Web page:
I always wondered if Schoyen made hunting rifles. He was in the right place for it. There was a lot of hunting going on in Colorado. So far I have had no luck.
I have no idea when these powder containers were placed on this Measure. Perhaps the owner got tired of breaking those glass jars and did something about it! Exactly when, we will never know.
The most interesting feature I see here are the "Windows" to show how much powder is left. These seem to be made of a layered plastic rather than glass. They remind me of the "Milwaukee Brass Works" powder measures. They were installed in the same way and seem to be the same material.
This is the highest number I have seen on one of these measures, except for one on E-bay recently. It was number 94. It was broken and corroded so I did not get serious about bidding on it. It would be nice to have consecutive numbers, but I have no desire to have things in bad condition. I also limit my efforts to finding nice items I do not have to "fix".
When I saw this measure I "Liked" its looks. For me that is all it takes. When I look at a rifle, I either like it or I do not. It is the same with cars and airplanes. If I don't like its looks, I do not buy.
About ten minutes after I bought this measure a "Big Time" dealer saw it and said, "It is not right, it does not have glass jars!" I suppose he was the "World Expert" on these measures! My answer was simple. "If you get more of these with metal containers, please sell them to me if you don't want them!"
I am not an "Expert" and I certainly do not know what all Schoyen and Petersen did back in those days. However, I do know what I like. I also remember that Measure pictured on P-base that belonged to Axel Petersen. I don't know who put the Nickel Metal Containers on that one. It sure is pretty though and I would love to own one like that too.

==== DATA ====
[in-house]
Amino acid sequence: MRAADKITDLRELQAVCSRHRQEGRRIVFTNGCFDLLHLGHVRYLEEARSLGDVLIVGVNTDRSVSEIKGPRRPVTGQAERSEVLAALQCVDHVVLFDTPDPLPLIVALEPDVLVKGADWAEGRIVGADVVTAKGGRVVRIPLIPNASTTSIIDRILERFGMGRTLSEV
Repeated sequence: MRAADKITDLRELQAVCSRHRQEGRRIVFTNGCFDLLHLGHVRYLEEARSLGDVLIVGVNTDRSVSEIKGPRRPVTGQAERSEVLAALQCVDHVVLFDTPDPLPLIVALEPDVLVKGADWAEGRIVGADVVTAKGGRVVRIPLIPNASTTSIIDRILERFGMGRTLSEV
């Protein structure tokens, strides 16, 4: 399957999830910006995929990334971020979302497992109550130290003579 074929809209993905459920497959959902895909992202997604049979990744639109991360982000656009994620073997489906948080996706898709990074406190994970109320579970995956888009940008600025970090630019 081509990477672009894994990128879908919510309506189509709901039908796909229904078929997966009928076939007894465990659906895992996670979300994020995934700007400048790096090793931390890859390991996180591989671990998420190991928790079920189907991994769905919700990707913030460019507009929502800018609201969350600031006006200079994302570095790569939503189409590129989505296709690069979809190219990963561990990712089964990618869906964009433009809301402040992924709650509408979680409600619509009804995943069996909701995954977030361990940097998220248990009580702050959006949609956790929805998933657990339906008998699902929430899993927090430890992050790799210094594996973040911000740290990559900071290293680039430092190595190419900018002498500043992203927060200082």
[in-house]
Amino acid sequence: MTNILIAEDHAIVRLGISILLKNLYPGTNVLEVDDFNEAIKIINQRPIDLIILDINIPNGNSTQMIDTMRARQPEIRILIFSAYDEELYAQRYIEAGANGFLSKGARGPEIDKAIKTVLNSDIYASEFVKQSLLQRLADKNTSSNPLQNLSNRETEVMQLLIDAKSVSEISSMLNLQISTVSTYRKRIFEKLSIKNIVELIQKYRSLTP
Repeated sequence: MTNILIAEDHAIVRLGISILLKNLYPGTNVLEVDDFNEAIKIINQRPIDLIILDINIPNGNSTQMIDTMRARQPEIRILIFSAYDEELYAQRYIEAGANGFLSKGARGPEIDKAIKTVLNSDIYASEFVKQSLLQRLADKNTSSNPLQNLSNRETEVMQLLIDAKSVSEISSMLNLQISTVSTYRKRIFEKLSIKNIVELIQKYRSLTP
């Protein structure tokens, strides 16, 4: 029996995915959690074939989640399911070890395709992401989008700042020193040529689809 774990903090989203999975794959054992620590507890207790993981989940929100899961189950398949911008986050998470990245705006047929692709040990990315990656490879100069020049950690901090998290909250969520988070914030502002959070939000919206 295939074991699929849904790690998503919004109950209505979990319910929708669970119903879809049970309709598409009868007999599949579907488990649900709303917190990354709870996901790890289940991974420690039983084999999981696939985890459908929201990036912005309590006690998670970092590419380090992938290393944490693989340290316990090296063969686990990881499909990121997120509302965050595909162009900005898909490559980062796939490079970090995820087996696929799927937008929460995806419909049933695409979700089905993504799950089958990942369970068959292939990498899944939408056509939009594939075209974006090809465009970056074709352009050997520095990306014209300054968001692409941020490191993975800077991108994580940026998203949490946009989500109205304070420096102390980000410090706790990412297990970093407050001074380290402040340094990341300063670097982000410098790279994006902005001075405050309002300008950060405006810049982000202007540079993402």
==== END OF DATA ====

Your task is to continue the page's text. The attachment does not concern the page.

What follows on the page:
I added a few more pictures of this measure here at the end because information is so scarce. No one has ever shown the inside, or photos of the measures disassembled. If you click on the small images you can get a closer look. The closeup of the windows will give you a good idea of how they were installed. Then look at a Milwaukee measure if you have one.
Note the color and finish of the nickel on the powder containers. The nickel and wear matches all over. Someone told me the "Old Type" nickel plating used toxic chemicals and is no longer done. I do not know if that is true.
Above left note the stamping in between the two threaded caps. It seems odd that these measures are stamped, Pat. Pend. All I have seen have this stamp. The number 93 is stamped on the side of the clamp. I assume this is toward the end of production.
As you can see above, the patent was definitely issued Jan 24, 1905. Another puzzle!
There are some differences in the threaded caps the powder containers screw into. The two measures shown so far, seem the same. Some others have serrations on the bottom edges of the threaded sides. Look at other published pictures and you will see them. I have No Idea where the heck Schoyen got his Caps and Jars. If you know, please send an e-mail!